Shredded Lettuce On Pizza Is Always A Red Flag

A pizza crust can serve as a vehicle for people to apply everything that makes up their ideal pie. Classic toppings that no one thinks twice about include mozzarella cheese, cured meats, and plenty of vegetables, but others certainly spark controversy, like pineapple and American cheese slices (yes, really), which are found on Altoona-style pizza. However, as always with food, to each their own. Yet, if there is one pizza topping you should be wary of, it's shredded lettuce.

Restaurants sometimes include lettuce on top of a pizza to add a cool crunch to the hot pie, or to complete a specific flavor profile. For example, California Pizza Kitchen has a California Club pie that is finished with romaine lettuce tossed in mayo to mimic the popular club sandwich. The issue arises when lettuce comes into contact with heat or even warmth; it wilts quicker than an ice cream cone in the Sahara. Suddenly, those cool, crunchy greens become a sad, limp topping tragedy.

There are very few occasions when it's considered okay to serve wilted lettuce, and they pretty much all involve salads served with warm bacon dressing. Of course, if you happen to have some sad, droopy lettuce in your crisper drawer, you can always try rehydrating it using hot water, provided it isn't slimy or smells bad. But when it comes to pizza, it might just be better to save the salad greens for the side.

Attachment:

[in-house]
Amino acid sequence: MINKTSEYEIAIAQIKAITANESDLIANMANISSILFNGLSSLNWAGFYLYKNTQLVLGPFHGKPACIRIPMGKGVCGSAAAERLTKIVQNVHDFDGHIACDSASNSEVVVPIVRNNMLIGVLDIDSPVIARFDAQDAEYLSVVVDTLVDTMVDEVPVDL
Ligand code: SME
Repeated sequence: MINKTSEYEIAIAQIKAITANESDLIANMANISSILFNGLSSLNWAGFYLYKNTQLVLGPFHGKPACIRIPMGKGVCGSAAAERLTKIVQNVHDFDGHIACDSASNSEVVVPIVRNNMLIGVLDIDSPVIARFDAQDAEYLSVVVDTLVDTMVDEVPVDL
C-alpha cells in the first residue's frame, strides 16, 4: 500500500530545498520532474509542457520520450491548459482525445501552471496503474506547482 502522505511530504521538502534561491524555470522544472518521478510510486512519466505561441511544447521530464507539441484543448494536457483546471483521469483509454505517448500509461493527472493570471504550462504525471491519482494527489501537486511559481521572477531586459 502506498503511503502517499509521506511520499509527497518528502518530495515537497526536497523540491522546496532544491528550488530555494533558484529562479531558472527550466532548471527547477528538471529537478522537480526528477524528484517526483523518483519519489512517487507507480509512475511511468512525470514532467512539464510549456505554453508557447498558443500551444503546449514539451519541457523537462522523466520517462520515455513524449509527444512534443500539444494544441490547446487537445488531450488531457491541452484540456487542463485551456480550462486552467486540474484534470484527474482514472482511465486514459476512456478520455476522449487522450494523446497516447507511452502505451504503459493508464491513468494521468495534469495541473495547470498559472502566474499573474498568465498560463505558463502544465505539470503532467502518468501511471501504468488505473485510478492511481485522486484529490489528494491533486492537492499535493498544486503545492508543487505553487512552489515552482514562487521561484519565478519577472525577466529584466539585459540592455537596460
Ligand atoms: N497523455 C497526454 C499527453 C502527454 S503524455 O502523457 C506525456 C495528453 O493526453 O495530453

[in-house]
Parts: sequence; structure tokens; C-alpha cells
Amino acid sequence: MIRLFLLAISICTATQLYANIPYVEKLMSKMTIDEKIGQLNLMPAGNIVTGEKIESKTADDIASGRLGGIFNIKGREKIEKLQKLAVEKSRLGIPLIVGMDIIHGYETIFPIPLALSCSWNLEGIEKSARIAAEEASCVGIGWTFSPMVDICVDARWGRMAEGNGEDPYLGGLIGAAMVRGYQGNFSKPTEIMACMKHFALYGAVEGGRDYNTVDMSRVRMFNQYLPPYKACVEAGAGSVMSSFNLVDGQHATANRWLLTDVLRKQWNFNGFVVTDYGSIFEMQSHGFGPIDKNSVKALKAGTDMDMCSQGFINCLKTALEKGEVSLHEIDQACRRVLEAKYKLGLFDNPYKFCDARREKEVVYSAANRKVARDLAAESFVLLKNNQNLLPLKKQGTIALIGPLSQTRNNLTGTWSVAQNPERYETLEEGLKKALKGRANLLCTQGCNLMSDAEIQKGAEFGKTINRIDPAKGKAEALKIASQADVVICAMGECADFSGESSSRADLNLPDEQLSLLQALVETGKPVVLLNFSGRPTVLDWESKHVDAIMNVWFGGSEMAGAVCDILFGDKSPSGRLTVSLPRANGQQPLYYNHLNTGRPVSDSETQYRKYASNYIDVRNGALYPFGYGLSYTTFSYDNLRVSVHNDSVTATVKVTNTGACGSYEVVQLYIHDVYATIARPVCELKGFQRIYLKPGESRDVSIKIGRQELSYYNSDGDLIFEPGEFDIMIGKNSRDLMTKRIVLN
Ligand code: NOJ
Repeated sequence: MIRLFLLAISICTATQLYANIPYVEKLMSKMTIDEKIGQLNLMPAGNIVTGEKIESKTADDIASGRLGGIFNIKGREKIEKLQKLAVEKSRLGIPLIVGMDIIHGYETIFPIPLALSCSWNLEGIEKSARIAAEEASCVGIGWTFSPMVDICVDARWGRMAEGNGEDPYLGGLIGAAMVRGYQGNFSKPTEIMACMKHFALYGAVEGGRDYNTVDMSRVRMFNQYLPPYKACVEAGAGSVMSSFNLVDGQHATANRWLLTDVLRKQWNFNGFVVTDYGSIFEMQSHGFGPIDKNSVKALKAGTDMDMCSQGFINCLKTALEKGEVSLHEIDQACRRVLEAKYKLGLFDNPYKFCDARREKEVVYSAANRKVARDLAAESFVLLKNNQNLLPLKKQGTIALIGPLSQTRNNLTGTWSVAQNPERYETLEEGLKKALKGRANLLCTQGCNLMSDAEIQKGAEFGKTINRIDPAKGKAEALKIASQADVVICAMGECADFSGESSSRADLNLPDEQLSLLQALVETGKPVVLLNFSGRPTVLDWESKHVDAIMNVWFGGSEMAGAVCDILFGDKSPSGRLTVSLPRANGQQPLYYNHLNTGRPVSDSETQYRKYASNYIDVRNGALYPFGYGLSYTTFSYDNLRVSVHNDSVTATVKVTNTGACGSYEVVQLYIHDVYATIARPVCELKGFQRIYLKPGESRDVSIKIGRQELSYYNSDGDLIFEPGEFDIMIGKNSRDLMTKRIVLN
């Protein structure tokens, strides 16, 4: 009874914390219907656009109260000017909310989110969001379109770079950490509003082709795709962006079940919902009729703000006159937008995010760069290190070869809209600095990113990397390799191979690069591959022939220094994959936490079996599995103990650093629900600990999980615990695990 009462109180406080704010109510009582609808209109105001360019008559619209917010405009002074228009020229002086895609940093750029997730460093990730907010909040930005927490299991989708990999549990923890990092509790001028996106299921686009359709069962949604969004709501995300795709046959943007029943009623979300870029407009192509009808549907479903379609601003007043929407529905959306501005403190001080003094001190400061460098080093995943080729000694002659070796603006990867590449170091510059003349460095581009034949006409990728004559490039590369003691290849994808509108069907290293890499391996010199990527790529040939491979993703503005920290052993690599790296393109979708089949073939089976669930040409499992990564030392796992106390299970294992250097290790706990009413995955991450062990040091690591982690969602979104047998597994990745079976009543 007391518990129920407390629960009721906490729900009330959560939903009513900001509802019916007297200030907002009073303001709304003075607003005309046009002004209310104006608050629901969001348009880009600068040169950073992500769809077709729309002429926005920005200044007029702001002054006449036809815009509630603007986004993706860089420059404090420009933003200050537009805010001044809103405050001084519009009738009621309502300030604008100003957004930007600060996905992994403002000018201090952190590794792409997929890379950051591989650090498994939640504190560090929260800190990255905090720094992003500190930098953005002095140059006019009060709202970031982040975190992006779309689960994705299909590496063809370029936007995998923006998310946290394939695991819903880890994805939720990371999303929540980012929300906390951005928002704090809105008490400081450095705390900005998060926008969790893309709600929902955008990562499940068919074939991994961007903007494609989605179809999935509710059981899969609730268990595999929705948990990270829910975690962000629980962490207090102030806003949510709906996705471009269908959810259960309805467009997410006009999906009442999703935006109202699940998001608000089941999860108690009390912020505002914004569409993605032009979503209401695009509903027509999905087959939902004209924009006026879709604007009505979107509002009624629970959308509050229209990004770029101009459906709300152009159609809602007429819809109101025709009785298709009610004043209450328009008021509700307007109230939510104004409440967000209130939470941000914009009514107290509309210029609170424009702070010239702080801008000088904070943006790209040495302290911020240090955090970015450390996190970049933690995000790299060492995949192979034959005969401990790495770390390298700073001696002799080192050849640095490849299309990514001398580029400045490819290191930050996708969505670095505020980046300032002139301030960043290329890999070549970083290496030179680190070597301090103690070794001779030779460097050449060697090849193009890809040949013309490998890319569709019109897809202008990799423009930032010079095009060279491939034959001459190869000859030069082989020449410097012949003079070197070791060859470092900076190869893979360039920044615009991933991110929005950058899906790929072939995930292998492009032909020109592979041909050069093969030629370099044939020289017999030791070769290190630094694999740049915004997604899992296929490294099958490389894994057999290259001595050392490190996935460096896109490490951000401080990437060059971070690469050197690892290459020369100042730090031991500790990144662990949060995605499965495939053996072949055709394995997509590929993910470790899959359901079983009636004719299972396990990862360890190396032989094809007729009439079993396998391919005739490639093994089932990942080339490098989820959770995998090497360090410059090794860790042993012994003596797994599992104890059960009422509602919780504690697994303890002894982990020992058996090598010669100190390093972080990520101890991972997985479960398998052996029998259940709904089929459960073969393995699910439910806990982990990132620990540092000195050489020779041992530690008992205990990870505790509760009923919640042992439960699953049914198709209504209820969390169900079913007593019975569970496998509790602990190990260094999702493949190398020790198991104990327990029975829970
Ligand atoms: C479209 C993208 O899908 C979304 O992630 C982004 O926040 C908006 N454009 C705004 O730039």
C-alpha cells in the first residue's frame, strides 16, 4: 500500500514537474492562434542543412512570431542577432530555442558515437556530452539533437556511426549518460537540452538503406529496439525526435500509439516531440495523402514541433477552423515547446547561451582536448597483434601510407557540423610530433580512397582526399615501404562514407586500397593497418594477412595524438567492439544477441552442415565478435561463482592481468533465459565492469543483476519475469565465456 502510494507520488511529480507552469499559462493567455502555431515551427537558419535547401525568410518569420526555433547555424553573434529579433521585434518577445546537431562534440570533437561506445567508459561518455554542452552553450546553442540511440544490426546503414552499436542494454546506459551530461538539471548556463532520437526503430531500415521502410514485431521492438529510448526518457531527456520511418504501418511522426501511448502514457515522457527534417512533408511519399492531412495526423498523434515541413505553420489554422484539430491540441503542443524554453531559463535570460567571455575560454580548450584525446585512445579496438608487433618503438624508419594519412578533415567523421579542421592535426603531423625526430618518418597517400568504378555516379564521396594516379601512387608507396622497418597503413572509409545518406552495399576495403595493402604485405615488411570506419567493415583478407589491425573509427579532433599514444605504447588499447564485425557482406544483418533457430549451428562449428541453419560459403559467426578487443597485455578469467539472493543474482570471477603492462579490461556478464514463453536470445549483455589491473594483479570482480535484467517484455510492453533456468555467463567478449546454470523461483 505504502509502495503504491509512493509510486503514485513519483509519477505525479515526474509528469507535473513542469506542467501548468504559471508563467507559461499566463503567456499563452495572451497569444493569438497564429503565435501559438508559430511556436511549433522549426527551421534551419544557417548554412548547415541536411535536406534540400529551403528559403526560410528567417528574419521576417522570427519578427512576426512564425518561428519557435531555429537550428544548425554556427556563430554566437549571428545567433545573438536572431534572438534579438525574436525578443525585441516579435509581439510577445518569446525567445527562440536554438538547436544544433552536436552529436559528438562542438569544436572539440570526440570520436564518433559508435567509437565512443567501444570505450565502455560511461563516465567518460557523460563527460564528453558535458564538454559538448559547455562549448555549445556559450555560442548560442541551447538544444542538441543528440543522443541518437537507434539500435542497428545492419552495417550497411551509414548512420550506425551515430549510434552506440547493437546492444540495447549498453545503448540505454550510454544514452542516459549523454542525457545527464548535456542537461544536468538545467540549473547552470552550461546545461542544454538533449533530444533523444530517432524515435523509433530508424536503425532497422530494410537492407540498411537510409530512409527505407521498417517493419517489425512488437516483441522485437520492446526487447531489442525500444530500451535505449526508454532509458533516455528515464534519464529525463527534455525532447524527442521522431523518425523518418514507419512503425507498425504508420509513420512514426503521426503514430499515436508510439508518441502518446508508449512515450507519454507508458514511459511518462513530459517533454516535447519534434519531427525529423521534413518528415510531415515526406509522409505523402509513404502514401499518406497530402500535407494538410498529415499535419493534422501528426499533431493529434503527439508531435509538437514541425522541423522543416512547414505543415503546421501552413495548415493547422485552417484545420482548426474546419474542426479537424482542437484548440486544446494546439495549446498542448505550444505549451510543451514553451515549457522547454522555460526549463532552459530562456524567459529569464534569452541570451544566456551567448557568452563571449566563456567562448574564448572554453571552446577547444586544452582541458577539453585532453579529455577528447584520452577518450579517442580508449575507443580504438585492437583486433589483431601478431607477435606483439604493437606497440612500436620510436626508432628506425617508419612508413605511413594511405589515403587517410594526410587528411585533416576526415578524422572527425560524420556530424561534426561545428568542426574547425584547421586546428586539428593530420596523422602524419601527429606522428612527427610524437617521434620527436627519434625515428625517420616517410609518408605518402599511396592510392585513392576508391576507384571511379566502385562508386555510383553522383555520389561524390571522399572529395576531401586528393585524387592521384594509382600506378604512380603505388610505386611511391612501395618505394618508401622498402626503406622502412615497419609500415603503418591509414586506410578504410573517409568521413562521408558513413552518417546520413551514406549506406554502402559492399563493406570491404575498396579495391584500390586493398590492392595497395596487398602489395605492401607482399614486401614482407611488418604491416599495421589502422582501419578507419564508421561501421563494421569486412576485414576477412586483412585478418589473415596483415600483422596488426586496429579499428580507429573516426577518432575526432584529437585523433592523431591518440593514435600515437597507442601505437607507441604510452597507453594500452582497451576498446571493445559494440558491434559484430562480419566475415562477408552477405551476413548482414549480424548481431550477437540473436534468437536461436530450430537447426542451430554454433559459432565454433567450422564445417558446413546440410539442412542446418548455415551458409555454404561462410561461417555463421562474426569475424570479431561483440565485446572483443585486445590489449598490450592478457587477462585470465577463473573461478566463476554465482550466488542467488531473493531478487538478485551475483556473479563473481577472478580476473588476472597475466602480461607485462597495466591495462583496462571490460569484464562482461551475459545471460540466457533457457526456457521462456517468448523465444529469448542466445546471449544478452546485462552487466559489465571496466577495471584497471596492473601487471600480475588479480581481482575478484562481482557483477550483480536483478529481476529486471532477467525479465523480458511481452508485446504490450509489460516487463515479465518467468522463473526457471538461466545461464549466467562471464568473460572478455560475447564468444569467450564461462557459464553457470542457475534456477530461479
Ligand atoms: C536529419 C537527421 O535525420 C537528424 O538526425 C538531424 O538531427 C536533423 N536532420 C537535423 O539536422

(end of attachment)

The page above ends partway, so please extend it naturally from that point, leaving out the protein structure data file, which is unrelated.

Wilty as charged

Despite its high likelihood of going limp, lettuce on pizza isn't considered an anomaly. Many reputable pizza parlors top certain creations with arugula dressed in olive oil and lemon juice to give the pie a peppery, bright flavor. Plus, sometimes it's just nice to try something new beyond the classic pizza combo. So, if a lettuce-topped pizza catches your eye, just be sure that the greens are added right before it's served, and that it hasn't been pre-made and sitting under a heat lamp, which will not only ruin the flavor and texture of the lettuce, but will probably make it taste awful.

When your pie arrives, start eating it straight away, and don't be surprised if the lettuce starts to go limp by the time you dive into your second slice. Unless the pizza is served cold, it's practically an inevitable occurrence. Greens are more likely to be found as a topping on novelty pizzas rather than on classic types. For example, aside from the aforementioned club sandwich-inspired pie, other flavors where you might expect to see shredded lettuce include taco pizza, BLT pizza, and maybe cheeseburger pizza. As far as leftovers go, just accept that the lettuce won't survive a trip through the microwave, oven, or air fryer. It might be best to embrace the concept of cold pizza in this case.

Classic pizza flavors without the wilt

If you order a lettuce-topped pizza in a restaurant, the entire pie is likely to come topped with the greens. However, if you're making pizza at home and love the crunch of iceberg lettuce, consider keeping it on the side and adding it to slices as you eat them. This is a great way to keep the lettuce crisp, cool, and fresh throughout your meal. Another way to satisfy your pizza flavor craving — and get your veggie servings in — is to prepare an actual salad that includes your favorite pizza toppings.

Chop up some crunchy romaine and top it with chunks of pepperoni or salami, cubes of provolone or mozzarella, bell peppers, mushrooms, tangy banana peppers, cherry tomatoes, and some crunchy croutons. With this option, you get the best of both worlds: all the wilt-free lettuce you desire, accompanied by an unmistakable essence of pizza.